Food Safety — Not Just For Food Safety Managers

The World Health Organization reports that one in 10 people will get sick every year because of contaminated food — of those people, 420,000 of them will die as a result of the illness. Such attention-demanding statistics shed light on just how important food safety is in food-service or food-related industries. However, a lot of business owners struggle with one question: Where does the responsibility of food safety land in the workforce?


Food Safety Should Be a Multilevel, Collaborative Effort

In truth, food safety is often designated to one employee or manager who is deemed as the person in charge of safe food practices throughout a place of business. Yet food safety is not an idea that should be solely left up to that individual. There are multiple people in the workforce who should be working together to achieve the ultimate food-safety outcome — this may come as a surprise to business owners.


Food Safety Managers

The food safety manager is the primary overseer of food safety plans in the workplace. This person often:

  • Implements the primary rules that other employees should follow
  • Creates training plans for new employees coming into the workforce
  • Carefully keeps tabs on new food safety protocols and information from governing agencies
  • Communicates new standards in food safety to the workforce
  • Performs assessments of other employees’ food-handling practices


Human Resources Managers

Human resources managers and staff members are oftentimes the least involved with food safety, but human resources employees should work hand in hand with managers and team members to ensure all requirements are met to encourage food safety as a company value. For example, the human resources team can implement food safety topics into training materials for new hires or make sure all employees are adequately participating in ongoing training.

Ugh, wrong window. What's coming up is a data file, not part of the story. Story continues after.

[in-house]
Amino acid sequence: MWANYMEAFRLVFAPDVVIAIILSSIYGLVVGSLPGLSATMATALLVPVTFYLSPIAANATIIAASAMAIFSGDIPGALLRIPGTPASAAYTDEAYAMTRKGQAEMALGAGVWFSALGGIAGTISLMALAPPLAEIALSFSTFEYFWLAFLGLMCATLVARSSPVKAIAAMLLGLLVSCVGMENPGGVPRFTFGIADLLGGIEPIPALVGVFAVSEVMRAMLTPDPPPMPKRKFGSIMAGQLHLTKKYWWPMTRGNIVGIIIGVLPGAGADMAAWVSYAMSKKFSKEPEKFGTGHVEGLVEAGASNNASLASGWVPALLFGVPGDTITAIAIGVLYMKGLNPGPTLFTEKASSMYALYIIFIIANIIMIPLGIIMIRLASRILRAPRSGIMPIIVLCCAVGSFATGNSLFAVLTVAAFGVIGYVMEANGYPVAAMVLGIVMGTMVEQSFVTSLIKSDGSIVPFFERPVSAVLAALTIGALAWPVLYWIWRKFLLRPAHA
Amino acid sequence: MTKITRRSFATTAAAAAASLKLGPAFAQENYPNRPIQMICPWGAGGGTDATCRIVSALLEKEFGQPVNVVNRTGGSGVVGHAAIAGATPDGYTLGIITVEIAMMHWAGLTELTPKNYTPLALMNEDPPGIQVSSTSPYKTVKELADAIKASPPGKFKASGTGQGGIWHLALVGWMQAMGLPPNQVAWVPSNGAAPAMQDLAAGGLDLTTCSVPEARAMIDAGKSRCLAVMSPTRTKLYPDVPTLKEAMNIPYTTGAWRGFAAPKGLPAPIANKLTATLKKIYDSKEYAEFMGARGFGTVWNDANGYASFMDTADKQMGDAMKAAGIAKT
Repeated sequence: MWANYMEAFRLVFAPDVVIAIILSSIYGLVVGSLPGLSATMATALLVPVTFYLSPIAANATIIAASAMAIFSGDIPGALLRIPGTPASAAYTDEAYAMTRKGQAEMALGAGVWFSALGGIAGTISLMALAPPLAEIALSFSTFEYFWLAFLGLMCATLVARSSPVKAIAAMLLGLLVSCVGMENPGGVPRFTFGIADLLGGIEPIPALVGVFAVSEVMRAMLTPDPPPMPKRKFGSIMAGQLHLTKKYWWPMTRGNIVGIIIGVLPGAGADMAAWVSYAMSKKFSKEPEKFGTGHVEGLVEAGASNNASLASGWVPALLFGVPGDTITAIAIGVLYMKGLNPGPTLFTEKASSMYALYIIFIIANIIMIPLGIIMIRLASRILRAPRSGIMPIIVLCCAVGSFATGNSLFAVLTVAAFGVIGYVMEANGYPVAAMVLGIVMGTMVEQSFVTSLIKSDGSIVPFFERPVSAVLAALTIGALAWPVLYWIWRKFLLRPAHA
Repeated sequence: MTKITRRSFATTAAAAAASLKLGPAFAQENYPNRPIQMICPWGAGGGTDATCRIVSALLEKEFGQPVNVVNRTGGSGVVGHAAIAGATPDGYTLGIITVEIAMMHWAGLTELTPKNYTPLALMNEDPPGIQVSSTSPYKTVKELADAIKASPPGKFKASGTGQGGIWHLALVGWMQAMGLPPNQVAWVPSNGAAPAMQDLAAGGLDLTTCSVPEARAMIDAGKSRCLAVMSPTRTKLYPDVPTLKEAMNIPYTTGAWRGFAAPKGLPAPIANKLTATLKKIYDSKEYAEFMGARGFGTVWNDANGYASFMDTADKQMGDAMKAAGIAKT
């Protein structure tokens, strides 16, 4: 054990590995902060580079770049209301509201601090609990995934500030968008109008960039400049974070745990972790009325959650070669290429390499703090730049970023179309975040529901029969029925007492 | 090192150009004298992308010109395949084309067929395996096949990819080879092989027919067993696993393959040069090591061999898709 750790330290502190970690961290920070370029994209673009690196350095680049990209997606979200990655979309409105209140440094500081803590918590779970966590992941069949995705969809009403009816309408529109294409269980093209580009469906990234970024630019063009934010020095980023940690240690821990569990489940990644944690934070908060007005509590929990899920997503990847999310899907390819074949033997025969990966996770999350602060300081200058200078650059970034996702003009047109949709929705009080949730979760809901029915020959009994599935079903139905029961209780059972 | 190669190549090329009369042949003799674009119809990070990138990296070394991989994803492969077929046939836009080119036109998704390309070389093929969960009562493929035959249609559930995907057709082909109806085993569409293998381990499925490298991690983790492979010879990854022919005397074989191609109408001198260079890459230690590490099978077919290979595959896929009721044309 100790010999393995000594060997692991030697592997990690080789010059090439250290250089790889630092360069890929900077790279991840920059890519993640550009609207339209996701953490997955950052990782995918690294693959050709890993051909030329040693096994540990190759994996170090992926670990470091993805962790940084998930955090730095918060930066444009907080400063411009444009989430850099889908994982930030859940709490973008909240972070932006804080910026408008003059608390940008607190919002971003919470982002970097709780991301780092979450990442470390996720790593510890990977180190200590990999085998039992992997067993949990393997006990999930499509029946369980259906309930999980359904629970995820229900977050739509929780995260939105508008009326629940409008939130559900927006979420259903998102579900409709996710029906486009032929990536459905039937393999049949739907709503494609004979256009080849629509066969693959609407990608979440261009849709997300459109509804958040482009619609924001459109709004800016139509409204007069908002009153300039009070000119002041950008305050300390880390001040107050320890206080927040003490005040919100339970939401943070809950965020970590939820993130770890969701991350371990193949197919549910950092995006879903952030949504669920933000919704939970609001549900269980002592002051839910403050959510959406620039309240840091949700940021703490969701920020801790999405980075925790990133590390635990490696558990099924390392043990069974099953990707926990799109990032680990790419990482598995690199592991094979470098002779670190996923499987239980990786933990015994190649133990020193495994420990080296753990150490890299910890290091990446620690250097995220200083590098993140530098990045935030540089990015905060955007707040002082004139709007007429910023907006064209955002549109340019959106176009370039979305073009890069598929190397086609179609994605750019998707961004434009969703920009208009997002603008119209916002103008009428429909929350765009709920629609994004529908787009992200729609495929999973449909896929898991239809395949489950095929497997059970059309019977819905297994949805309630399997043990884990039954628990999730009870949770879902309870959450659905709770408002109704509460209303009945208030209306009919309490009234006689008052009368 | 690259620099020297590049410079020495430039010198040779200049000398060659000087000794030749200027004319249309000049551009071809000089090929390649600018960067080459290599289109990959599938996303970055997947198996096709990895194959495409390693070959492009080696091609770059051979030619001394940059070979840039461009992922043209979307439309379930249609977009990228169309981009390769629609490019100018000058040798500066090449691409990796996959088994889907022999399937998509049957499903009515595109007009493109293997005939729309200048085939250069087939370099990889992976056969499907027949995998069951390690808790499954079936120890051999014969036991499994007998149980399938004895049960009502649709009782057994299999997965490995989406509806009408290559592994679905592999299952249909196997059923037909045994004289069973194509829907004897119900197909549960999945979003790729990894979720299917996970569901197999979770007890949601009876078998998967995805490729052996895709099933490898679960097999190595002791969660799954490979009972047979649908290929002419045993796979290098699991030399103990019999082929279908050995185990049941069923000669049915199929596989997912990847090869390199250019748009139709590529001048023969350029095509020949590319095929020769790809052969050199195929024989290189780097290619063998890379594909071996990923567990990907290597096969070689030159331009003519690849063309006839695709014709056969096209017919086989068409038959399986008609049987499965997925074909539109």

Hourly Employees

Hourly employees may be at the bottom of the chain of command, but this is where the rubber meets the road in food safety. All of the training and rules handed down from the upper-level team members must be followed by hourly employees or the ball is dropped here and consumers can be at risk. Therefore, food safety must be just as important to hourly team members as it is to the rest of management.


Food Safety Should Be Part of Company Culture

Not only is food safety the responsibility of multiple employees and levels of management, but it should also be deeply ingrained as part of company culture. This idea is so important in modern times that a complete study was done by the Global Food Safety Initiative (GFSI) over an 18-month period.

The intention of the study was to garner reliable data to prove to companies that building a company culture with food safety as one of the founding components can mean overall more success with safe food practices.

How does a company make food safety a principle of its company culture?

  • Make food safety a top priority during business setup
  • Make food safety just as important as profit and sales
  • Make food safety important to every team member — from top to bottom

When food safety is treated as an afterthought of a food business operation, it leaves more room for mistakes that put consumers at risk. Instead, food safety should be an integral part of what a company or corporation is as a whole. Through recognizing food safety as a collaborative effort of the entire workforce, food businesses are much less likely to have costly problems that could compromise public health and safety.